Ministry molestation investigation put off

The release of an inquiry into a high-profile sexual harassment case at the Public Health Ministry has been postponed until later this week as a civic group has demanded a deeper probe, the ministry said Monday.

The story made headlines across the country earlier this month after a video clip emerged of a 30-year-old contract worker allegedly being groped, manhandled and put into a headlock by her boss in front of her colleagues.

She claimed the senior official had molested her at work since 2014 and threatened to terminate her contract if she did not agree to his advances.

Somsap Atthasit, deputy public health permanent secretary, said the ministry’s internal probe into the alleged harassment was due to announce its findings Monday but it will be deferred pending the results of a second investigation.

The additional probe arose from the intervention of the Women and Men Progressive Movement Foundation, which petitioned the ministry last week to check whether officials had tried to use their influence to have the criminal charge dropped against the accused official.

Dr Somsap said the ministry set up the probe as a separate panel and it is looking into the lobbying allegation. He said the results of both probes will be released later this week.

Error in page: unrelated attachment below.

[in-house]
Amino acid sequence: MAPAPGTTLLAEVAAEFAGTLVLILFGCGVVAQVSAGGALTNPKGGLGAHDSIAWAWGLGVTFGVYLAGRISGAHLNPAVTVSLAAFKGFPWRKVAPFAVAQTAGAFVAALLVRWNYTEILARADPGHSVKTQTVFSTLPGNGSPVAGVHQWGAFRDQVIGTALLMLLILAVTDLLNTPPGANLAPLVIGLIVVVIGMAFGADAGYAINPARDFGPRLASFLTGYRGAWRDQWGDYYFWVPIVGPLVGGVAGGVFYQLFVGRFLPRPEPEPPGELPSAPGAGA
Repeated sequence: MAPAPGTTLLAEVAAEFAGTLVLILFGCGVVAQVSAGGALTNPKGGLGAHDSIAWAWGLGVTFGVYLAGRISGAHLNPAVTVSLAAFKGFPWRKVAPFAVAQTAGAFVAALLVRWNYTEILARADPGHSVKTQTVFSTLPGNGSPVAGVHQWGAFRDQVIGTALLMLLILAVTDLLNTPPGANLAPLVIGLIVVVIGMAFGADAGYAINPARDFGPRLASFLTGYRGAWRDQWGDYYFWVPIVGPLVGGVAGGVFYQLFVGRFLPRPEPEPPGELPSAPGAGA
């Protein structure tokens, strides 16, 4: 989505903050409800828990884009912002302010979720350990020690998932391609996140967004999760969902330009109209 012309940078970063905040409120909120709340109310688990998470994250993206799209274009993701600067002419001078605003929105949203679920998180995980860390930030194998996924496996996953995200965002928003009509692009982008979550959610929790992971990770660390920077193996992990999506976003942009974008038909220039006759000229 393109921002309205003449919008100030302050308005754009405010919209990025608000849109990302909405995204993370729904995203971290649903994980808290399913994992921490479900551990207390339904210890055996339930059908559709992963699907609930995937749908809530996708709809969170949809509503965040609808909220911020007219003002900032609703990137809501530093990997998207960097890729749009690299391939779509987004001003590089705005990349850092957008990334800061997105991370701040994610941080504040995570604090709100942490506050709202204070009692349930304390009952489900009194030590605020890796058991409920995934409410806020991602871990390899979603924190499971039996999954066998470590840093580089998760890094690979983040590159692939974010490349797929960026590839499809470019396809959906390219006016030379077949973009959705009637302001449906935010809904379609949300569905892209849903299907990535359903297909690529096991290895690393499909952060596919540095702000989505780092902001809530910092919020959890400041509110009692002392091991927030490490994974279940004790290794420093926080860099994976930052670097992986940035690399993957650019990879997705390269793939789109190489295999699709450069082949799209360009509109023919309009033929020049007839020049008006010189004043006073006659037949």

Asadet Rattanaworaprasert, who is employed at a supervisory level at the state office, reported to Nonthaburi police on Aug 17 to acknowledge charges of sexual harassment. He was questioned for two hours and was released on 200,000 baht bail.

The official has been accused of harassing his co-workers since 2014, according to Public Health Minister Piyasakol Sakolsatayadorn.

Dr Somsap said Monday the probe was also looking into whether more officials may have had knowledge of the alleged harassment.

If the panel finds grounds to the allegation, the official who stands accused of harassing his subordinates will be subject to disciplinary action.

So too will any of his colleagues who were aware of his behaviour but did nothing to intervene, the ministry said.

A disciplinary probe would take about a month to conclude, Dr Somsap said.

“The ministry is not turning a blind eye to this nor helping anyone escape prosecution,” he said. “The reason we have postponed the results of the probe is to get to the bottom of the matter and ensure the ministry can identify all of the wrongdoers,” he added.

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